The Alexandria City Council signaled Monday night that it plans to raise the local property tax rate 5.7 cents, an attempt to address years of overcrowded schools, aging buildings, outdated sewers and a still-growing bill for Metro.
The proposal, which the council will vote on Thursday evening, would cost the owner of an average Alexandria home about $356 more per year in property taxes. The tax rate would rise to $1.13 per $100 of assessed value, the same rate as in neighboring Fairfax County, but higher than Arlington, Prince William and Loudoun counties.
Alexandrians also are likely to see large increases in fees for storm water management, sewer line maintenance, refuse collection and other services, costs that Mayor Allison Silberberg (D) estimated will add an additional $350 or so to a homeowner’s annual bill.
Silberberg unsuccessfully tried to limit the proposed tax-rate increase to 3.6 cents, which is higher than the 2.7 cents City Manager Mark Jinks proposed in February.
“Five point seven cents is too much to ask the taxpayer to shoulder,” she said.
The rest of the council members said that they, too, were reluctant to raise taxes, but added that years of underspending on schools and infrastructure have caught up with the city. They stood solidly behind Vice Mayor Justin Wilson’s proposal to increase the tax rate by 5.7 cents, a motion he made in March, the day after scores of school activists called for more spending.
“Our problem is we’ve had so many years of neglect of our schools and our facilities that we are never going to get on top of it, but at least we can make a major jump,” said Redella S. “Del” Pepper (D), who was first elected in 1985 and is the longest-serving council member.
“We’ve never had as many students as we have now. There’s a severe deficit in seats. Children in some cases are sitting in what used to be storerooms,” said council member John T. Chapman (D). “This is something we need to tackle as a community.”
The council members said they intend to create a joint city-schools task force to investigate and guide the creation of a facilities plan that could result in shared buildings and a plan that both the city and the schools agree to.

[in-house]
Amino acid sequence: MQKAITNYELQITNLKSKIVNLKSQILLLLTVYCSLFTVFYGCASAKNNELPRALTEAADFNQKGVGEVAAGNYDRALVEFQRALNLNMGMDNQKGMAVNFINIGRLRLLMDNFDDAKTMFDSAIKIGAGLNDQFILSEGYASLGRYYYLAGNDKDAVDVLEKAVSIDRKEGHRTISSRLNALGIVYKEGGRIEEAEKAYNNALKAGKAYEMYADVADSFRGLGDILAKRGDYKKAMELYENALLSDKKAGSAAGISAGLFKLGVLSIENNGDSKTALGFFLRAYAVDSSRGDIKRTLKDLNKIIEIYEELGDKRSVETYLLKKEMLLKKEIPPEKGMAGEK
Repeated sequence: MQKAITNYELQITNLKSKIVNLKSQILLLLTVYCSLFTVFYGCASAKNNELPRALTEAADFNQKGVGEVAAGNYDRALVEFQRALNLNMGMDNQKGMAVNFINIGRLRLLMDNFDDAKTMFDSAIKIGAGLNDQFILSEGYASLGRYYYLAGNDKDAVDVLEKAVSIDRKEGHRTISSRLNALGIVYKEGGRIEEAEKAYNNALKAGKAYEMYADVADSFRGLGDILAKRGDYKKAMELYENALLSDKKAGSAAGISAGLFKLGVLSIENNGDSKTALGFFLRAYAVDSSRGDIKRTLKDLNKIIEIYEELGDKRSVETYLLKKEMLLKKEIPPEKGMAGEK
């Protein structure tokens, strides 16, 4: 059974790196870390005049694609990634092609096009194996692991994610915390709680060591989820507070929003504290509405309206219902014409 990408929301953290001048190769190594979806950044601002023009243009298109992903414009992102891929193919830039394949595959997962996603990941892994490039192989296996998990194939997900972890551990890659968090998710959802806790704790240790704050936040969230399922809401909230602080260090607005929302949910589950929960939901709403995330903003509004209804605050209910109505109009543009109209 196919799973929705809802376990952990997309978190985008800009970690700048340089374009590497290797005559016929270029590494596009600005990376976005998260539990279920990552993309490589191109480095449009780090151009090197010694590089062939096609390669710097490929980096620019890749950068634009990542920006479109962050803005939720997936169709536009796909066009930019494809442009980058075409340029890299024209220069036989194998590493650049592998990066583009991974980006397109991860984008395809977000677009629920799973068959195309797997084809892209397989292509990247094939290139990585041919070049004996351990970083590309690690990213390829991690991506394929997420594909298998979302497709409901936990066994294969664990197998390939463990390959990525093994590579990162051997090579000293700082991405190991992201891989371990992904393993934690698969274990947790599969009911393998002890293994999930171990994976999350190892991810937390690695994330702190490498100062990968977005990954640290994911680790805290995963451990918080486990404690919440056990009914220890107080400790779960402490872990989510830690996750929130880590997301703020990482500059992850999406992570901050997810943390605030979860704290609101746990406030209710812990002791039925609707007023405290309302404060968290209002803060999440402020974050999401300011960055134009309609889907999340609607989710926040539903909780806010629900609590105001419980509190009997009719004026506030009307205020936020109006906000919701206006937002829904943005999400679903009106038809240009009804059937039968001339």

The City Council and the school board are independent entities under Virginia law, but the schools have no taxing authority, so the district must seek a portion of the money raised by the local property tax. That has resulted in a political pas de deux each year in which each party tries to raise as much as possible for its priorities.
“Once and for all, we need to end the political games that have gone on as long as I have been on council,” said council member Paul Smedberg (D), first elected in 2003.
Some of the costs the council has grappled with this spring include Metro’s request for $7 million more for its operations and safety work; a school district operating budget $9.6 million higher than the current year’s, to cover an expected 2.8 percent increase in enrollment as well as other costs; an additional $7.8 million for both merit salary increases and health-care costs for the city’s 2,563-person workforce, which is 4 percent smaller than it was in 2009; and a $9.1 million contingency fund in case of federal budget cuts.
The budget leaves out $4.5 million the city had planned to contribute to the construction of a 50-meter swimming pool at the Chinquapin Recreation Center, a project that the city had agreed to develop under a public-private partnership. Advocates for Alexandria Aquatics had just begun raising money for the pool and hoped to start construction in 2018.